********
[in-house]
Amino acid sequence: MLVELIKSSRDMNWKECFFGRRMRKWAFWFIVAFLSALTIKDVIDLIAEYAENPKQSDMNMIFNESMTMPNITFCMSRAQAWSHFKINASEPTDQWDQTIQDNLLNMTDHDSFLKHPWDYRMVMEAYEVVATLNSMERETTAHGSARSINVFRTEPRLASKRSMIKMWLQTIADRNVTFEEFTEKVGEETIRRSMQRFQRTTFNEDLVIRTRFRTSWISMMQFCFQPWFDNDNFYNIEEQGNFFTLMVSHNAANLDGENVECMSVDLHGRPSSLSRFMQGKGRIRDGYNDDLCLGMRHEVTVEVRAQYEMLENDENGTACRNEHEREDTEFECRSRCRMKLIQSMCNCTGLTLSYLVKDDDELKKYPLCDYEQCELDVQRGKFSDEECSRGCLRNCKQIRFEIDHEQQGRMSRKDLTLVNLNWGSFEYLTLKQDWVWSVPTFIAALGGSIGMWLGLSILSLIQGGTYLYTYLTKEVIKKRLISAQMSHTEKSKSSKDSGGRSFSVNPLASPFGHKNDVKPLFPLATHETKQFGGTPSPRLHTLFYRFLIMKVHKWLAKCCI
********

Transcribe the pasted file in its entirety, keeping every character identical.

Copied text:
[in-house]
Amino acid sequence: MLVELIKSSRDMNWKECFFGRRMRKWAFWFIVAFLSALTIKDVIDLIAEYAENPKQSDMNMIFNESMTMPNITFCMSRAQAWSHFKINASEPTDQWDQTIQDNLLNMTDHDSFLKHPWDYRMVMEAYEVVATLNSMERETTAHGSARSINVFRTEPRLASKRSMIKMWLQTIADRNVTFEEFTEKVGEETIRRSMQRFQRTTFNEDLVIRTRFRTSWISMMQFCFQPWFDNDNFYNIEEQGNFFTLMVSHNAANLDGENVECMSVDLHGRPSSLSRFMQGKGRIRDGYNDDLCLGMRHEVTVEVRAQYEMLENDENGTACRNEHEREDTEFECRSRCRMKLIQSMCNCTGLTLSYLVKDDDELKKYPLCDYEQCELDVQRGKFSDEECSRGCLRNCKQIRFEIDHEQQGRMSRKDLTLVNLNWGSFEYLTLKQDWVWSVPTFIAALGGSIGMWLGLSILSLIQGGTYLYTYLTKEVIKKRLISAQMSHTEKSKSSKDSGGRSFSVNPLASPFGHKNDVKPLFPLATHETKQFGGTPSPRLHTLFYRFLIMKVHKWLAKCCI